Metrics and Models of Community Phylogenetics

  • William D. PearseEmail author
  • Andy Purvis
  • Jeannine Cavender-Bares
  • Matthew R. Helmus


Community phylogenetics combines ideas from community ecology and evolutionary biology, using species phylogeny to explore the processes underlying ecological community assembly. Here, we describe the development of the field’s comparative methods and their roots in conservation biology, biodiversity quantification, and macroevolution. Next, we review the multitude of community phylogenetic structure metrics and place each into one of four classes: shape, evenness, dispersion, and dissimilarity. Shape metrics examine the structure of an assemblage phylogeny, while evenness metrics incorporate species abundances. Dispersion metrics examine assemblages given a phylogeny of species that could occupy those assemblages (the source pool), while dissimilarity metrics compare phylogenetic structure between assemblages. We then examine how metrics perform in simulated communities that vary in their phylogenetic structure. We provide an example of model-based approaches and argue that they are a promising area of future research in community phylogenetics. Code to reproduce all these analyses is available in the Online Practical Material ( We conclude by discussing future research directions for the field as a whole.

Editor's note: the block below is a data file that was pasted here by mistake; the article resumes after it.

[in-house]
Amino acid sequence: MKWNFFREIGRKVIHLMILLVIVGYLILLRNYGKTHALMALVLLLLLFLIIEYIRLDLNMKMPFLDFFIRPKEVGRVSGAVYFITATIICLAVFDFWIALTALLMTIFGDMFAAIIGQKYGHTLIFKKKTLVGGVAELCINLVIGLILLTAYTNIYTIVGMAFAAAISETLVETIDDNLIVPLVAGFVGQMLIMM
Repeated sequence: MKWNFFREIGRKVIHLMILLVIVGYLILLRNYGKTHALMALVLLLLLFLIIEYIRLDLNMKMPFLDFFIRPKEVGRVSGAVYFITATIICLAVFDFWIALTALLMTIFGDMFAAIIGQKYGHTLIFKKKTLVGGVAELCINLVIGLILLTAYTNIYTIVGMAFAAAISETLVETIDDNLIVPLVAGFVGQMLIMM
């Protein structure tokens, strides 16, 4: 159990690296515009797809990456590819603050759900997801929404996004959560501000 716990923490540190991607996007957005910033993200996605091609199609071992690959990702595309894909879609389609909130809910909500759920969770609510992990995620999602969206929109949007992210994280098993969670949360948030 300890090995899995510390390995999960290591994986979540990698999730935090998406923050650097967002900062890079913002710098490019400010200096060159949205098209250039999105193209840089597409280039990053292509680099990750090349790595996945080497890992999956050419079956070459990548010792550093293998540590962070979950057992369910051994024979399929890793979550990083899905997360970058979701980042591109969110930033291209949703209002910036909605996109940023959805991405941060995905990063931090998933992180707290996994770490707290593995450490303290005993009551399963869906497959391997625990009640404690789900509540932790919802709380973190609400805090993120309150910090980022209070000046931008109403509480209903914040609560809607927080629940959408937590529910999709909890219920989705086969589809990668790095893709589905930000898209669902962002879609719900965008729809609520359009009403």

Phylogenetic Community Phylogenetic Structure Dissimilarity Metric Source Pool Phylogenetic Metrics 
These keywords were added by machine and not by the authors. This process is experimental and the keywords may be updated as the learning algorithm improves.



We would like to thank László Zsolt Garamszegi for inviting us to contribute this chapter, and three anonymous reviewers for their valuable suggestions and feedback. Marc Cadotte and Gustavo Carvalho shared code for calculating metrics, and A. David and L. McInnes provided useful feedback on this chapter.


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Copyright information

© Springer-Verlag Berlin Heidelberg 2014

Authors and Affiliations

  • William D. Pearse
    • 1
    Email author
  • Andy Purvis
    • 2
  • Jeannine Cavender-Bares
    • 1
  • Matthew R. Helmus
    • 3
  1. 1.Department Ecology, Evolution, and BehaviorUniversity of MinnesotaSaint PaulUSA
  2. 2.Department of Life SciencesNatural History MuseumLondonUK
  3. 3.Amsterdam Global Change Institute, Department of Animal EcologyVrije UniversiteitAmsterdamThe Netherlands

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